Why conical burr coffee grinders are better than blade grinders

Originally published at: https://boingboing.net/2020/09/11/why-conical-burr-coffee-grinde.html


I have the same Capresso grinder pictured in the post. Too bad they could have included a grounded plug so as not to have all of the static electricity blow grounds all over the place.


I have a Baratza Virtuoso. Its a more expensive grinder, but it has anti-static coatings that really reduce particle sticking and clumping. It also has more closely spaced grind settings, lower noise, and I think faster output than that Capresso grinder. They also have very good supply of replacement parts. If $250 is too expensive (totally understandable), the Encore is more competitive with the Capresso. Sadly it lacks a timer which is just nuts, but I guess you are supposed to weigh your beans before grinding instead.


The only thing that matters to me is how quiet the grinder is. Comparing my inexpensive Magic Bullet grinder to my buddy’s Baratza burr grinder, when sifted the Magic Bullet’s grounds are 99% by weight the same size as the Baratza. Sure, I get some larger bean chunklettes, but the coffee it produced tastes the same.

IMO, you should save money on the grinder, the brewer (pour over, French Press, Aeropress, etc.), and spend more money on the bean.

I personally use an Aeropress because of the ease of use and cleanup. To me it brews up the same as a French Press but without the hassle of scraping grounds off the bottom.

Taste is subjective, try different variations and see which produces the best bang for the buck!


Has anyone tried the Oxo grinder? It get’s good reviews and has a grounded plug.

Totally agree. Coffee needs to be ground differently for different purposes and a blade grinder cannot do that. A french press requires a coarse grind, whereas an expresso machine needs a fine grind!

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I always thought blade-ground beans to taste slightly burned when compared to burr-ground.

That said, I’ll drink damn near anything to get that sweet, sweet caffeine.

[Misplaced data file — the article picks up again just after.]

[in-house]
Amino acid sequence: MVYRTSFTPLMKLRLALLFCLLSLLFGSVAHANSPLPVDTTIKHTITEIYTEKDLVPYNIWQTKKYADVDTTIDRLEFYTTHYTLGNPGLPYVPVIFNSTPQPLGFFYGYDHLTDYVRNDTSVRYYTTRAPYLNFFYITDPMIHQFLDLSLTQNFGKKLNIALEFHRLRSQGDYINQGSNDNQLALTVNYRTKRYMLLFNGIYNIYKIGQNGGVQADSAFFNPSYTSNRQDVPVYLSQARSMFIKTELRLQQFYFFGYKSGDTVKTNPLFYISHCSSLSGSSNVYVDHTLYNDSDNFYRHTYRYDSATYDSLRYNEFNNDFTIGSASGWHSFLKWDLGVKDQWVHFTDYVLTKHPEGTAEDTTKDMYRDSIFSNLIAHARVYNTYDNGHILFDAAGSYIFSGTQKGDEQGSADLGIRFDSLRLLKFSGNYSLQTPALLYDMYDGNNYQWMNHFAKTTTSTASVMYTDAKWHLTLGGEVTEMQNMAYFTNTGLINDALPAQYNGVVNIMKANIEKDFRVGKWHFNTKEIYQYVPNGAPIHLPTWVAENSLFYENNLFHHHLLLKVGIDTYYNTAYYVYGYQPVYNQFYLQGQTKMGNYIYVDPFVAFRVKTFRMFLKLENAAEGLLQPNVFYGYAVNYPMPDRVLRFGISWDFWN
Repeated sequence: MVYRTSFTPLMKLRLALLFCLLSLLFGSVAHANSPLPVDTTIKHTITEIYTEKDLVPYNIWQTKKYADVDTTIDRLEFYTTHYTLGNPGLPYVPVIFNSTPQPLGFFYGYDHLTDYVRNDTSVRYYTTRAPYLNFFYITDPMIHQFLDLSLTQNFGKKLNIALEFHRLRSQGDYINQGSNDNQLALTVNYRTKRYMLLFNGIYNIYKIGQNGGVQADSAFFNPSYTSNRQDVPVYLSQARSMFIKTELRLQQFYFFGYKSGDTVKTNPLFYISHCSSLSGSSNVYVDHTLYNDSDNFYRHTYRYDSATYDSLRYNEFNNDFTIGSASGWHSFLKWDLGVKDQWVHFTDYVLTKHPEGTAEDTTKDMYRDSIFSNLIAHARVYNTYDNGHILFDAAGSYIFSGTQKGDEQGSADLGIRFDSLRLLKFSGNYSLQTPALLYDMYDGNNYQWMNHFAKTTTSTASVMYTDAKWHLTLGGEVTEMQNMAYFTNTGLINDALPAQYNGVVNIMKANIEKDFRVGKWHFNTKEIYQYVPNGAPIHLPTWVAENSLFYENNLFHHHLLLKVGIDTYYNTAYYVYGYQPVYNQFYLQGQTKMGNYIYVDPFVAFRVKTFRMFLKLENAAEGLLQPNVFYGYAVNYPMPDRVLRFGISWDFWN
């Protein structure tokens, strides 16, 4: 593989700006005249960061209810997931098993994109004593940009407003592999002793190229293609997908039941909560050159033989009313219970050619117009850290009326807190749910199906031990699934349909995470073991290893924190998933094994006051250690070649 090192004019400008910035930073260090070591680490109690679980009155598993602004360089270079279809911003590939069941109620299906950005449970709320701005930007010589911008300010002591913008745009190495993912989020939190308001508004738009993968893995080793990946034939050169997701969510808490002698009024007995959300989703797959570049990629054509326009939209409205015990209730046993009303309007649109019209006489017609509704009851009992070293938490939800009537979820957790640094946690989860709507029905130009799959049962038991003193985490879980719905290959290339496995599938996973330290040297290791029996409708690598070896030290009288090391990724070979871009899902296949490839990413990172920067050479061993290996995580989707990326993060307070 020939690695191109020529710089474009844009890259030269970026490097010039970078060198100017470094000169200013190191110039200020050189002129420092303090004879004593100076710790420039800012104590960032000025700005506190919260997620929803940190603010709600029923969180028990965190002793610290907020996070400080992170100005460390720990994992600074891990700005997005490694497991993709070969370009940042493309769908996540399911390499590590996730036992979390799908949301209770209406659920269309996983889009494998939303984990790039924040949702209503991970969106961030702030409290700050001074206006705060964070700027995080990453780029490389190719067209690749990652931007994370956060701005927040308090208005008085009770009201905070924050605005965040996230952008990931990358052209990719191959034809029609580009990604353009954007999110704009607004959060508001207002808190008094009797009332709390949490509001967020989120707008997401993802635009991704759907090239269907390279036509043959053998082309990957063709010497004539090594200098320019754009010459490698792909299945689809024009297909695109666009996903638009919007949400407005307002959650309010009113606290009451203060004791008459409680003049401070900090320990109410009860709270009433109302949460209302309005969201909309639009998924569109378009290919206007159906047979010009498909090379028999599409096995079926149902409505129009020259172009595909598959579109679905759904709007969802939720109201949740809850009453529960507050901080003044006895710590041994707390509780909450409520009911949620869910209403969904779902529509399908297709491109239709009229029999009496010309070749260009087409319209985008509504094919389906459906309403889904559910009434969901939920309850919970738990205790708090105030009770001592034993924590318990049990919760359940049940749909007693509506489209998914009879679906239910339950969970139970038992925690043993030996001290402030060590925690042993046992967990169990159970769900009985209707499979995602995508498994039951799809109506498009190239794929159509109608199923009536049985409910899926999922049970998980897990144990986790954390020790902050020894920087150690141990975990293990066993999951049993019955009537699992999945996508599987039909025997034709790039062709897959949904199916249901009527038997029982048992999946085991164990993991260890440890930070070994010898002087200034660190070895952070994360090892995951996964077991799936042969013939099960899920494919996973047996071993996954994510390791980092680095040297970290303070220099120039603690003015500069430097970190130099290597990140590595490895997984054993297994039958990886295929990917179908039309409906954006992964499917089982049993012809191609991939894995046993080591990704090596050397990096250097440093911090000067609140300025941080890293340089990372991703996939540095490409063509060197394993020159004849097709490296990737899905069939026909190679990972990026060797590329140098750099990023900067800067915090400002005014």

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You’re bound to get those over-extracted flavors, since a blade grinder doesn’t produce a consistent grind size and so has a lot of ‘fines’ (particles much smaller than the intended size which extract too quickly and clog up your filter).

I vaguely recall the older models of the Virtuoso having a timer, but it was worse than useless: it was a mechanical twist-knob one which was impossible to set with any precision. I think they replaced it with the simple on/off switch on the side. (Maybe it was a different Baratza model that had the timer, though.)

Unfortunately in my experience the Virtuoso doesn’t do a great job of grinding down to empty - the last few beans tend to bounce around instead of going through the burrs. But that’s still the best way to grind the right amount without wasting beans.

The timer is the only reason I’ve kept the Vario I bought back when I thought I was going to get into espresso (I never got around to buying an espresso machine). It’s otherwise totally overkill for pourover, but it has a digital timer which I can dial in to grind exactly the right amount of coffee every time.

I might replace it with the new Fellow grinder, which is specifically designed to grind a single pre-weighed dose at a time, once it ships and some hands-on reviews come in.

My Capresso blade grinder is still working fine for 20 plus years. I’ll see about an upgrade when it fails.


Everything is grounded in the UK and it doesn’t make any difference, honest. However! All you need to do is stir the beans pre-grind with a spoon that’s been run under a tap. No wait! Come back!


My Encore (purchased refurb) has the mechanical timer. It’s consistent enough for me.

I just bought a BonsenKitchen burr grinder for $55 off Amazon (they have a $10 off coupon). Does the trick and has a timer, too. Happy with it so far.

Yeah, right. If I’ve learned anything from coffee snobs, it’s more likely that you’re a philistine who couldn’t taste the difference anyway. Feh.

/s - sorry, couldn't resist.


My mom has a couple of those vintage manual grinders. Next time I return to the old homestead, I may ask if I can take one if it works.

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Being endowed with a super sniffer and taster I’m quite particular about my gastronomical endeavors, and arranged a double-blind taste test of six coffee beans, three grind methods, and four brew durations, to arrive at my coffee configuration.

My and I buddy then did the cupping and then normal sipping. The cupping creates a different flavor, but since the sipping is what you do day in, day out, that’s what wins out for me.

Can I taste the difference between a $7/11/16 dollar a pound bean, absolutely. Can I tell the difference in a one week and two week old beans (buying in larger batches, thanks COVID-19), yes. Can a $16 bean taste worse than a $7 bean, not usually, but yes. I find the middle ground at $11 suites me just fine for a daily beverage.

When all is said and done, it doesn’t matter how you arrive at your choice, but that you enjoy the end result. :coffee: :relaxed:


Another happy owner of that same model! I recall it was one of the least expensive burr grinders.

i think it’s “because marketing says so, and burr grinders are MUCH more expensive and profitable than blade grinders.” – i don’t think most people can tell, taste-wise, and that includes me. i once talked to a roaster who had been selling beans locally for decades, and she said burr grinders were nonsense. that being said, i do have a burr grinder, because our blade grinder died and i figured “why not try one?”

still think she was right.


You know what else is great @frauenfelder an air fryer.